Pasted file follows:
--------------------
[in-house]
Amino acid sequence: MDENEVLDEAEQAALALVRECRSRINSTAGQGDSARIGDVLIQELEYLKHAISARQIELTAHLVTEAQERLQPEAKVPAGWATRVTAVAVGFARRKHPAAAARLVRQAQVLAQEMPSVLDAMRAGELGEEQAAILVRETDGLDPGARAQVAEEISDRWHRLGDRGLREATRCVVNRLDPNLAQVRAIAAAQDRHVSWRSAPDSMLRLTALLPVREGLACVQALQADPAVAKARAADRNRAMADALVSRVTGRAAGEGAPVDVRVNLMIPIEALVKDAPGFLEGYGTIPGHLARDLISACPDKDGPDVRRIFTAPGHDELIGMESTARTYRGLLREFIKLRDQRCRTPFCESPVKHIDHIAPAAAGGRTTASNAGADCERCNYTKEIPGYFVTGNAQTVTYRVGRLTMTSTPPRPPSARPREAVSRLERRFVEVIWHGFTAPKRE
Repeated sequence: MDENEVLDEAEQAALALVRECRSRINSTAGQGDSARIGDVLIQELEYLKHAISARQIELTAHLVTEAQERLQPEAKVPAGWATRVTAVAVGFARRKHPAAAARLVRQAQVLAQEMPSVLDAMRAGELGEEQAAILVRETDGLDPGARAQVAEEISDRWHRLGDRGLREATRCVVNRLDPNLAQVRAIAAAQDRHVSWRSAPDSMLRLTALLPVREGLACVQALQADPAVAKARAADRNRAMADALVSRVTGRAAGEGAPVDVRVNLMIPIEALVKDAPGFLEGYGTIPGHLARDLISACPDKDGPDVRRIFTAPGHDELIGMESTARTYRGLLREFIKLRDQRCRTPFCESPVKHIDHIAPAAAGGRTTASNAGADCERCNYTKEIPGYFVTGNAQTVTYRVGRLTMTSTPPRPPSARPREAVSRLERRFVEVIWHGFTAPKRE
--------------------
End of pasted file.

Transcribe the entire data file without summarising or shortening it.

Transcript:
[in-house]
Amino acid sequence: MDENEVLDEAEQAALALVRECRSRINSTAGQGDSARIGDVLIQELEYLKHAISARQIELTAHLVTEAQERLQPEAKVPAGWATRVTAVAVGFARRKHPAAAARLVRQAQVLAQEMPSVLDAMRAGELGEEQAAILVRETDGLDPGARAQVAEEISDRWHRLGDRGLREATRCVVNRLDPNLAQVRAIAAAQDRHVSWRSAPDSMLRLTALLPVREGLACVQALQADPAVAKARAADRNRAMADALVSRVTGRAAGEGAPVDVRVNLMIPIEALVKDAPGFLEGYGTIPGHLARDLISACPDKDGPDVRRIFTAPGHDELIGMESTARTYRGLLREFIKLRDQRCRTPFCESPVKHIDHIAPAAAGGRTTASNAGADCERCNYTKEIPGYFVTGNAQTVTYRVGRLTMTSTPPRPPSARPREAVSRLERRFVEVIWHGFTAPKRE
Repeated sequence: MDENEVLDEAEQAALALVRECRSRINSTAGQGDSARIGDVLIQELEYLKHAISARQIELTAHLVTEAQERLQPEAKVPAGWATRVTAVAVGFARRKHPAAAARLVRQAQVLAQEMPSVLDAMRAGELGEEQAAILVRETDGLDPGARAQVAEEISDRWHRLGDRGLREATRCVVNRLDPNLAQVRAIAAAQDRHVSWRSAPDSMLRLTALLPVREGLACVQALQADPAVAKARAADRNRAMADALVSRVTGRAAGEGAPVDVRVNLMIPIEALVKDAPGFLEGYGTIPGHLARDLISACPDKDGPDVRRIFTAPGHDELIGMESTARTYRGLLREFIKLRDQRCRTPFCESPVKHIDHIAPAAAGGRTTASNAGADCERCNYTKEIPGYFVTGNAQTVTYRVGRLTMTSTPPRPPSARPREAVSRLERRFVEVIWHGFTAPKRE